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What has been dubbed “the second civil rights movement” is unfolding, like the first, against a backdrop of music. Beyoncé hijacked this year’s Super Bowl half-time show with the Black Power-themed performance of her song “Formation”, inspired by the Black Lives Matter campaign against racist violence in the US. Protesters chanted lyrics from the rapper Kendrick Lamar’s album To Pimp a Butterfly after being pepper-sprayed by police last year during a Cleveland rally. The reclusive soul singer D’Angelo emerged from a 14-year silence in 2014 with Black Messiah, an album that took its name from J Edgar Hoover’s 1968 directive that the FBI must prevent “the rise of a ‘messiah’ who could unify and electrify the militant black nationalist movement”.
Amid this infusion of political energy, even jazz, the sleeping giant of African-American culture, shows signs of stirring. It played a role in the original civil rights struggle with albums such as bebop pioneer Max Roach’s 1960 We Insist! and tracks like John Coltrane’s “Alabama”, written by the sax virtuoso in response to the deadly bombing of a Baptist church in Birmingham, Alabama, in 1963. But since then the music’s influence has steadily dwindled. In 2014 jazz languished as the least popular genre by sales in the US, behind classical and children’s music.
Its resurgence takes a number of forms, none more imposing than the majestic figure of Kamasi Washington. The tenor saxophonist, 35, is a key member of a thriving Los Angeles jazz scene that is attracting new crossover audiences to the music. Last year he released a much praised debut album, The Epic, whose political orientation is summed up by a track eulogising Malcolm X, the controversial black nationalist leader. “The whole point of playing this music is to convey a message,” Washington says.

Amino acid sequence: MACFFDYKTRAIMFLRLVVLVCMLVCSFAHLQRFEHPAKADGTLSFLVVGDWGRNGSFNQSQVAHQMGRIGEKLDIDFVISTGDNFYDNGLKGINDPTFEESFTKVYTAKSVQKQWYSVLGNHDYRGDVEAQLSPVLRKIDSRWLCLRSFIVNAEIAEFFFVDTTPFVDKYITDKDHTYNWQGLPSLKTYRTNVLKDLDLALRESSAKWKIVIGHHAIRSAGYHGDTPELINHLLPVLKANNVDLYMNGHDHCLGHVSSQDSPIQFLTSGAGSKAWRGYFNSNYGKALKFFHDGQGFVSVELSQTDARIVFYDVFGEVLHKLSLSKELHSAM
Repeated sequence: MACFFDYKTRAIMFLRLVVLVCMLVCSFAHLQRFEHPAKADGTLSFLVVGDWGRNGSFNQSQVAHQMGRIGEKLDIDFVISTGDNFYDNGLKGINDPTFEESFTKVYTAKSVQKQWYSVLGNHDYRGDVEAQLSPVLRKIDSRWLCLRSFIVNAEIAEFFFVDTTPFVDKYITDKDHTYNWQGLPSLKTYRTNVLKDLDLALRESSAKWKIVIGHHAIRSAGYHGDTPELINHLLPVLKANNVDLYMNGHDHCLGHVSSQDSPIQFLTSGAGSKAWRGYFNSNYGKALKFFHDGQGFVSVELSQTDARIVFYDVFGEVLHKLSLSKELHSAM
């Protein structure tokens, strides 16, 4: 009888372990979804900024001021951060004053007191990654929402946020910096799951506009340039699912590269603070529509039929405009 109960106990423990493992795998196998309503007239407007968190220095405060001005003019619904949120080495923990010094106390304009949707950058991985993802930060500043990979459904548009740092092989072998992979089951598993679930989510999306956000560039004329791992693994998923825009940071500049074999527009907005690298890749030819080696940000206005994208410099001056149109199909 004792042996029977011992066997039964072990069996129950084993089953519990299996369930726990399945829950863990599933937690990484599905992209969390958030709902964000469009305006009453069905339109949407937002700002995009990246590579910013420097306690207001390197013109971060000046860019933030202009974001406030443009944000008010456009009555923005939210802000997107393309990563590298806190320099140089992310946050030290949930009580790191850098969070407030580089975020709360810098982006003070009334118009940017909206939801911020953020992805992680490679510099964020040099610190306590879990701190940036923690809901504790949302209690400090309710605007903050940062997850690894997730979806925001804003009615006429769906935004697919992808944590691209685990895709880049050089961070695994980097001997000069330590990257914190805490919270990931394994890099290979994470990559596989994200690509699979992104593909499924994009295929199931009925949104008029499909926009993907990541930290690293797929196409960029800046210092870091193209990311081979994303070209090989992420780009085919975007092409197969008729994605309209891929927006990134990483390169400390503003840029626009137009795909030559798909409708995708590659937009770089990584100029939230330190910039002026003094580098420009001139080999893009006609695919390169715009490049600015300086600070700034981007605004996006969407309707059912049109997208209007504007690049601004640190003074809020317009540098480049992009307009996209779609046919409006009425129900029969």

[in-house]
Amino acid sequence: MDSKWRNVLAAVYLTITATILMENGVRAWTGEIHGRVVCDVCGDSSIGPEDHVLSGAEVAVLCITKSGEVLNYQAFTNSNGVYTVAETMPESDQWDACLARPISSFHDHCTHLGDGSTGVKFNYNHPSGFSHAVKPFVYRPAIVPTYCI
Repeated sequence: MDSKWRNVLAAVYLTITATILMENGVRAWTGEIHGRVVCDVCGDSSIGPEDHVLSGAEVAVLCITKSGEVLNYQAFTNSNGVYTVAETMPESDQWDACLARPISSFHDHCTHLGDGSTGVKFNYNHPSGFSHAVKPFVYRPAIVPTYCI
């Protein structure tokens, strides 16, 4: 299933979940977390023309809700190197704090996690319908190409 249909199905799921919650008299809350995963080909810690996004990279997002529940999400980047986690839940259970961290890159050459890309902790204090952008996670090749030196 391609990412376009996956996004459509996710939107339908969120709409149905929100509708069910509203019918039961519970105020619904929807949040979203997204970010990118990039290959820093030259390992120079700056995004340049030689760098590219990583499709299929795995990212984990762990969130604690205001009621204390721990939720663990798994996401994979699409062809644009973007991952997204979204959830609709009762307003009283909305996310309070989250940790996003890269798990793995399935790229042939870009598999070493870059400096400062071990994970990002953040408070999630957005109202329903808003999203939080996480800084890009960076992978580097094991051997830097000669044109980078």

Four years in the making and almost three hours long, The Epic lives up to its name. Influenced by the sweeping visions of Washington’s idol, Coltrane, it is a vast exploration of musical possibilities taking in bebop, modal jazz, fusion and classical music. In March it won the inaugural American Music Prize, the US version of the UK’s Mercury Prize.
Washington is currently touring it around the world with his band, The Next Step, with dates at rock festivals such as Glastonbury, where he is playing this weekend. Somehow the seven musicians on stage must bring to life an album that required a 10-piece jazz band, 32-piece orchestra and 20-strong choir to record in the studio. “Well,” Washington says with a laugh, speaking on a coach transporting him and his bandmates between gigs in Portugal, “we’re pretty active people!”